More than 250 people gathered on Sachigo Lake on Feb. 25 to take part in one of the biggest fishing derbies on northwestern Ontario.
All participants dropped their lines into a randomly drawn fishing hole as part of the 9th Annual Sachigo Lake First Nation Ice Fishing Derby, where the first prize was a brand new 2012 Dodge Ram 1500.
When a horn sounded at noon to signal the start of the derby, hundreds lined up to draw a number that determined their fishing hole, which were pre-drilled the day before.
By 2 p.m., Alvin Beardy of Sachigo Lake had yet to catch anything. This is nothing new to the recent Lakehead University grad and store-owner. In taking part in the last seven derbies, he has never caught a fish.
“Just a few nibbles here and there,” he said. “But that keeps me going. It keeps my hopes high.”
For Beardy, the biggest challenge in taking part in the derby is patience.
“And the stress of getting the big one,” he adds with a laugh.
Beardy said that while he tries to prepare every year by buying new lines or lures, he loves that anything could happen. Like last year, when the grand-prize winning fish was caught within the last 10 minutes of the derby.
“There’s a chance for everybody,” he said. “That’s how I look it at. Fish don’t go to one specific spot or lure.”
To help pass the time, Beardy talks to the people around him, which he believes is part of the derby experience.
It’s a sentiment shared by Sachigo Lake Chief Titus Tait, who also brought his line and reel to the derby.
“It’s a get-together,” he said. “I think one of the things we enjoy as Native peoples is that we do things together. We do that, and it benefits the community as a whole.”
The derby also drew in visitors from other parts of the province.
Igor Matic drove for 14 hours from Thunder Bay the previous day to ice fish for the first time. The Macedonia-born 21-year-old grew up in Mississauga, Ont. and had never been anywhere north of Thunder Bay, where he attends college.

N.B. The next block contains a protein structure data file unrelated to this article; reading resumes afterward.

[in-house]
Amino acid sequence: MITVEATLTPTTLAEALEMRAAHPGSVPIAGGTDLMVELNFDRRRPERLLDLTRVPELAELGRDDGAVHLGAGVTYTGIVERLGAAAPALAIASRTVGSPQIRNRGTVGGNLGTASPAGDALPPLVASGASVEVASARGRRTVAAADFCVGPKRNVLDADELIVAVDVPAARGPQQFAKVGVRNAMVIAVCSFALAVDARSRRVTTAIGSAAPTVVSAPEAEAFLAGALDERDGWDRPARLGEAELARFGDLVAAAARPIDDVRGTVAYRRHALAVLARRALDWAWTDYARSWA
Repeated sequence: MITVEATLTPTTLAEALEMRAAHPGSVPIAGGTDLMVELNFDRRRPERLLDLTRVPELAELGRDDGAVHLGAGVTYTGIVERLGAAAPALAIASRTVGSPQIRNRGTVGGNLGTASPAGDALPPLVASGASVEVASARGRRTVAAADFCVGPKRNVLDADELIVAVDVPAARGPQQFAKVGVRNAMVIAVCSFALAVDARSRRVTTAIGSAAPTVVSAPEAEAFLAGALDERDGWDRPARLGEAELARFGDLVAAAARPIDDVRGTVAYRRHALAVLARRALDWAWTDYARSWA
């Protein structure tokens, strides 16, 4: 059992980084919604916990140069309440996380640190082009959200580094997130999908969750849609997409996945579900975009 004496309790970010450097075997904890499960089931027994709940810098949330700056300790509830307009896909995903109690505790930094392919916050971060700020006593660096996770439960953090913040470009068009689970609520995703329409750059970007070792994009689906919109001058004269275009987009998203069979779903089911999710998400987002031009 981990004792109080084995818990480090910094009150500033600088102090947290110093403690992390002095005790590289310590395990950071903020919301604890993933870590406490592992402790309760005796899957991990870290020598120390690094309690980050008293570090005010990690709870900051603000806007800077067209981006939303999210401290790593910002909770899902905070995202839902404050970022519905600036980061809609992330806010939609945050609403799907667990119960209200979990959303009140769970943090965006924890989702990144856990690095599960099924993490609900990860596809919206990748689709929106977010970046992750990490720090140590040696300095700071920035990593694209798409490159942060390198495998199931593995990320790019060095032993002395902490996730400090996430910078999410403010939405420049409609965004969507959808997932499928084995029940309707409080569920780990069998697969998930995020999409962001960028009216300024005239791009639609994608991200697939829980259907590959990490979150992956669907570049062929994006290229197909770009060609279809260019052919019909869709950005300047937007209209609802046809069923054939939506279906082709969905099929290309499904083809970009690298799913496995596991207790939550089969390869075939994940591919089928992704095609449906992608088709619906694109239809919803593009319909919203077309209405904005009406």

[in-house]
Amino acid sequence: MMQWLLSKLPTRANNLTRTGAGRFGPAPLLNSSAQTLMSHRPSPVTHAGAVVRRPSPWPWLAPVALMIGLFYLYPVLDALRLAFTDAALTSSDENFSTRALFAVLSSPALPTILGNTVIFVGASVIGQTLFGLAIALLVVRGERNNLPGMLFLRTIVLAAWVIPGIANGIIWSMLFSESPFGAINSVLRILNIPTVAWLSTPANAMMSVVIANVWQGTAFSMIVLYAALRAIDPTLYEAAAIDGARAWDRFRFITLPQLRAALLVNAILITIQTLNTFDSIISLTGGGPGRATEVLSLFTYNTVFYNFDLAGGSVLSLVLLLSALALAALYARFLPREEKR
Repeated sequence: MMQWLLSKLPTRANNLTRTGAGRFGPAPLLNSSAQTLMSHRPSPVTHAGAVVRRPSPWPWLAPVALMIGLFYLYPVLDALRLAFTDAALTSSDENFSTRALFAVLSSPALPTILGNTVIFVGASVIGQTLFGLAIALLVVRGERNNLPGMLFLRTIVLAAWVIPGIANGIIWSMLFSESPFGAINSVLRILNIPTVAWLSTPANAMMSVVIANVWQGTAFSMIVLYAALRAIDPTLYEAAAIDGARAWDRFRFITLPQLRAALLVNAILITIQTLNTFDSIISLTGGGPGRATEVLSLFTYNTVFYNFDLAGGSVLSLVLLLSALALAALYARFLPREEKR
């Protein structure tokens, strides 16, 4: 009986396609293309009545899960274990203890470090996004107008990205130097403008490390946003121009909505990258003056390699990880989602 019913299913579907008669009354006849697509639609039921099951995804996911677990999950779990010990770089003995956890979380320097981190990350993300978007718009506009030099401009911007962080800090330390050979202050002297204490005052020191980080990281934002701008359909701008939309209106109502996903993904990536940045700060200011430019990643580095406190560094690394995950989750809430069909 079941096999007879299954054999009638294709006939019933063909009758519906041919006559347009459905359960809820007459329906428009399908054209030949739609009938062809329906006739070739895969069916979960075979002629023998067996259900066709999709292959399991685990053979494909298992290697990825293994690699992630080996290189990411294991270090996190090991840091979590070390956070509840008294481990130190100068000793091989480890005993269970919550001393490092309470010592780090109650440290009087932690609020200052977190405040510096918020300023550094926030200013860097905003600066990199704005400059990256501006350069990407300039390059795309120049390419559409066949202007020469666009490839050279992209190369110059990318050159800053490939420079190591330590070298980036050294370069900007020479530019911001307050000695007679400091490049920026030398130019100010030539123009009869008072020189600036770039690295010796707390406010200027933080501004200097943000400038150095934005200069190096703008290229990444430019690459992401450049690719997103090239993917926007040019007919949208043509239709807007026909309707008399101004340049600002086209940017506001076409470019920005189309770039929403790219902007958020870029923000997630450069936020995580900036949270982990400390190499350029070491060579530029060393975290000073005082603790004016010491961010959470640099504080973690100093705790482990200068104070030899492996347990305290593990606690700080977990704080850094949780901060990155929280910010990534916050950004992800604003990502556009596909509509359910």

“I gotta say, this is nothing like I’ve seen before, that’s for sure,” he said. “I’ve never been on a frozen lake before, so it’s kinda blowing my mind right now.”
Matic was enticed to attend the derby by his friend and classmate, who is from Sachigo Lake. The friend advised him to dress warm, as temperatures could drop to -40 and -50 in the community. Sitting next to his fishing hole, Matic had three layers beneath his snow suit and three pairs of socks.
“I’ve never beeb in this climate here, that’s for sure,” he said. “Made sure to bundle up.”
Matic’s classmate Jordan Bowes loves taking part in the derby. The 20-year-old from Kingston, Ont. took part in last year’s derby and loved the experience.
“It’s a fun trip,” he said. “Just 14 hours with your buddies (on the drive) and taking part in the community event. It’s awesome.”
When 3 p.m. rolled around, optimism rang through the three lanes of fishing holes.
“One hour left,” one participant said. “No worries, no worries.”
To help keep warm and full, participants could buy hot chocolate, coffee, hot dogs and bannock and chili. The items were sold by Grade 8 students at Martin McKay Memorial School, who were fundraising for a class trip to Toronto.
The horn sounded again at 4 p.m. to signal the end of the derby.
The derby had prizes for each of the top 10 winners, which was determined by the total weight of their catch.
Flora Beardy of Muskrat Dam took home the third prize, a 2003 Kia Sorento, with a total weight of 32 pounds. Eli Pivnick, a teacher in Sachigo, took the second prize, a 2004 GMC Jimmy 4X4. His catch totaled 32.4 pounds.
He was barely beaten out for the grand prize, a 2012 Dodge Ram. The prize went to Jackie Nanokeesic of Muskrat Dam, with a catch totaling 32.5 pounds.
Wes Barkman, one of the organizers, called the derby a success, as number of participants at least equaled to that of previous years.
“It went pretty good,” he said. “Everyone had fun, and that’s the main thing.”
National Indigenous Peoples Day which takes place on June 21 and the wider National Indigenous History Month in June is a significant time for Indigenous...